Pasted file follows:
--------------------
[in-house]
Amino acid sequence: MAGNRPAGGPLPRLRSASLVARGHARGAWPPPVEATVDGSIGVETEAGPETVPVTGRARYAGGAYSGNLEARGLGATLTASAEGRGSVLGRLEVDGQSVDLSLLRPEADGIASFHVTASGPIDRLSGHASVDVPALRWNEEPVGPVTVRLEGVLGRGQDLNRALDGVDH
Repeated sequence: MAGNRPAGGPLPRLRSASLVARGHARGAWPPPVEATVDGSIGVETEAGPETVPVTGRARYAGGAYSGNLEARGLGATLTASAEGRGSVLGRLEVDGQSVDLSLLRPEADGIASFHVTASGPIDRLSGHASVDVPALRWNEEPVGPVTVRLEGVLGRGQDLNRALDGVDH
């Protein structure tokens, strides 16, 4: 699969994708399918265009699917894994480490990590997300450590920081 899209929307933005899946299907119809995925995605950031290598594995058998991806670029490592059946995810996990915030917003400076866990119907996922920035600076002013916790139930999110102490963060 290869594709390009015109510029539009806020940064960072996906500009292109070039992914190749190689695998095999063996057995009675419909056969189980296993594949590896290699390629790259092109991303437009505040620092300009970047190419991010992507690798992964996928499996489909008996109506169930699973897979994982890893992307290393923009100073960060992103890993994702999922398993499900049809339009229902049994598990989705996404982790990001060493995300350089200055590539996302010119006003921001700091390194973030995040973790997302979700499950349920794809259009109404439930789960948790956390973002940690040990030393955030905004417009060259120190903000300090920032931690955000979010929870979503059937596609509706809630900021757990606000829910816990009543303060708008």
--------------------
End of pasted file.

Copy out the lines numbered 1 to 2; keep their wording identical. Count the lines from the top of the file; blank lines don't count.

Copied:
[in-house]
Amino acid sequence: MAGNRPAGGPLPRLRSASLVARGHARGAWPPPVEATVDGSIGVETEAGPETVPVTGRARYAGGAYSGNLEARGLGATLTASAEGRGSVLGRLEVDGQSVDLSLLRPEADGIASFHVTASGPIDRLSGHASVDVPALRWNEEPVGPVTVRLEGVLGRGQDLNRALDGVDH